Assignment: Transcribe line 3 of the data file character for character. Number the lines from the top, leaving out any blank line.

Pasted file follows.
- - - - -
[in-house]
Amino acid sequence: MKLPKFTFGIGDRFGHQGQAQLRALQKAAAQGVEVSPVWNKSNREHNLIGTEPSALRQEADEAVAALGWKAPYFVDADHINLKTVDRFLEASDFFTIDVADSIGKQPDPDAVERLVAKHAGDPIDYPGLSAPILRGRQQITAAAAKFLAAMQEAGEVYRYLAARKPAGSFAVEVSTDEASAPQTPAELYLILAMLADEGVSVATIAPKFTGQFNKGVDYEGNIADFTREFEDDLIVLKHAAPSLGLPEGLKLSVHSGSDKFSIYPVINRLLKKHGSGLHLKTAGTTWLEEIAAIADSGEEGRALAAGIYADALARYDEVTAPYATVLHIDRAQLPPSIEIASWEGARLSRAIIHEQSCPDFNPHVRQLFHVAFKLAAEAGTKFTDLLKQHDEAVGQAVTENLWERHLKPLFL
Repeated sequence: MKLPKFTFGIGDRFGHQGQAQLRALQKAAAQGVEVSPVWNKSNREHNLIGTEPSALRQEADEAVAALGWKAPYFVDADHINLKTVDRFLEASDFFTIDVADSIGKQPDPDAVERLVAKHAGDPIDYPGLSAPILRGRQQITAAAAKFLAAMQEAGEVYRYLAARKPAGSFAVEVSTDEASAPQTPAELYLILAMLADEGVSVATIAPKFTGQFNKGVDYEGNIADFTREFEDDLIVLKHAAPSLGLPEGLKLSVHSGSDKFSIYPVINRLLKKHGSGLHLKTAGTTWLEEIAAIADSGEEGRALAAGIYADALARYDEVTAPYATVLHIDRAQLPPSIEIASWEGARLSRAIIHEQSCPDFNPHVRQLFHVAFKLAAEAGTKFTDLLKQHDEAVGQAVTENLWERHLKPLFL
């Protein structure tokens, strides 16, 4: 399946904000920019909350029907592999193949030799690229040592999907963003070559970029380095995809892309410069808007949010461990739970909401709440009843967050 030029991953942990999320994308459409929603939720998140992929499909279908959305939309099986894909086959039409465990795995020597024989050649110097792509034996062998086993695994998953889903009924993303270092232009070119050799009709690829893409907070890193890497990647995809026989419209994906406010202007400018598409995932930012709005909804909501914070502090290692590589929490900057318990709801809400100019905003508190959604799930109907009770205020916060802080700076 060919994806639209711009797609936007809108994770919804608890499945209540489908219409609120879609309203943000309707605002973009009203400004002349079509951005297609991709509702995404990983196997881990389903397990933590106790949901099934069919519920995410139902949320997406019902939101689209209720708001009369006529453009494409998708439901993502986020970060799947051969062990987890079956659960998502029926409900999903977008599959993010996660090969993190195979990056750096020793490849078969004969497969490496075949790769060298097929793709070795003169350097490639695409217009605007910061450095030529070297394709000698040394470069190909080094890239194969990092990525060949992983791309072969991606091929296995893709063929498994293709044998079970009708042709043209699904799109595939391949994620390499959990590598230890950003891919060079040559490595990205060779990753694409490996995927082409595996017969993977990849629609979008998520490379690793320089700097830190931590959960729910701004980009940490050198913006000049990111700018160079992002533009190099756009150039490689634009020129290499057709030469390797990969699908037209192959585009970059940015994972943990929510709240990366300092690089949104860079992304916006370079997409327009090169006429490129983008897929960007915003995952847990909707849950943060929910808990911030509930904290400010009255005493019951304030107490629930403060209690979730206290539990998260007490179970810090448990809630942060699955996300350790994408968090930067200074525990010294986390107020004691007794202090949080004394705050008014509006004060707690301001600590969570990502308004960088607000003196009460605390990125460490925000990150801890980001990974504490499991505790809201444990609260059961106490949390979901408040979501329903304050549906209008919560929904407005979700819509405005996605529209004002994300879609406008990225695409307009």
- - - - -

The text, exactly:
Repeated sequence: MKLPKFTFGIGDRFGHQGQAQLRALQKAAAQGVEVSPVWNKSNREHNLIGTEPSALRQEADEAVAALGWKAPYFVDADHINLKTVDRFLEASDFFTIDVADSIGKQPDPDAVERLVAKHAGDPIDYPGLSAPILRGRQQITAAAAKFLAAMQEAGEVYRYLAARKPAGSFAVEVSTDEASAPQTPAELYLILAMLADEGVSVATIAPKFTGQFNKGVDYEGNIADFTREFEDDLIVLKHAAPSLGLPEGLKLSVHSGSDKFSIYPVINRLLKKHGSGLHLKTAGTTWLEEIAAIADSGEEGRALAAGIYADALARYDEVTAPYATVLHIDRAQLPPSIEIASWEGARLSRAIIHEQSCPDFNPHVRQLFHVAFKLAAEAGTKFTDLLKQHDEAVGQAVTENLWERHLKPLFL